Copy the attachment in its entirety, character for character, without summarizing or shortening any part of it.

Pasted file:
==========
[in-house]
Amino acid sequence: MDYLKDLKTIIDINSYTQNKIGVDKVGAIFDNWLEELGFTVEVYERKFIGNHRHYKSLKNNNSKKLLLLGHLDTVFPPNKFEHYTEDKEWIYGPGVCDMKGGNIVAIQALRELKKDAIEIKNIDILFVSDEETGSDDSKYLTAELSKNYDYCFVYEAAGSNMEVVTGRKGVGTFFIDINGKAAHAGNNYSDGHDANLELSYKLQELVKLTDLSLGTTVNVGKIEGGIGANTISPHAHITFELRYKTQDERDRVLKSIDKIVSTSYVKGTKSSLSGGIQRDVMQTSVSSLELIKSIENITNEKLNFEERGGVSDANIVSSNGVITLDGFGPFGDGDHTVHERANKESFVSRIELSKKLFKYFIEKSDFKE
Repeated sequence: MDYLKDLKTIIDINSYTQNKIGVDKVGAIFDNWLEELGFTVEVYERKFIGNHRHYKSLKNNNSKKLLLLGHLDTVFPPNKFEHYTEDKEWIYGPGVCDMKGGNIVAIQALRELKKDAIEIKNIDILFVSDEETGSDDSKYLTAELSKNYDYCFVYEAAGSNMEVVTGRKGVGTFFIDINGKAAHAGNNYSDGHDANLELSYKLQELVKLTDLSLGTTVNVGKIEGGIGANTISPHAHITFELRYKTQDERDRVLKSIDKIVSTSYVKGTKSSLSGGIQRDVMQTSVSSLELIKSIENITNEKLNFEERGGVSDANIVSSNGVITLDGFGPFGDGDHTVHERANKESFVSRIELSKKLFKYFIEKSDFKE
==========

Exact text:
[in-house]
Amino acid sequence: MDYLKDLKTIIDINSYTQNKIGVDKVGAIFDNWLEELGFTVEVYERKFIGNHRHYKSLKNNNSKKLLLLGHLDTVFPPNKFEHYTEDKEWIYGPGVCDMKGGNIVAIQALRELKKDAIEIKNIDILFVSDEETGSDDSKYLTAELSKNYDYCFVYEAAGSNMEVVTGRKGVGTFFIDINGKAAHAGNNYSDGHDANLELSYKLQELVKLTDLSLGTTVNVGKIEGGIGANTISPHAHITFELRYKTQDERDRVLKSIDKIVSTSYVKGTKSSLSGGIQRDVMQTSVSSLELIKSIENITNEKLNFEERGGVSDANIVSSNGVITLDGFGPFGDGDHTVHERANKESFVSRIELSKKLFKYFIEKSDFKE
Repeated sequence: MDYLKDLKTIIDINSYTQNKIGVDKVGAIFDNWLEELGFTVEVYERKFIGNHRHYKSLKNNNSKKLLLLGHLDTVFPPNKFEHYTEDKEWIYGPGVCDMKGGNIVAIQALRELKKDAIEIKNIDILFVSDEETGSDDSKYLTAELSKNYDYCFVYEAAGSNMEVVTGRKGVGTFFIDINGKAAHAGNNYSDGHDANLELSYKLQELVKLTDLSLGTTVNVGKIEGGIGANTISPHAHITFELRYKTQDERDRVLKSIDKIVSTSYVKGTKSSLSGGIQRDVMQTSVSSLELIKSIENITNEKLNFEERGGVSDANIVSSNGVITLDGFGPFGDGDHTVHERANKESFVSRIELSKKLFKYFIEKSDFKE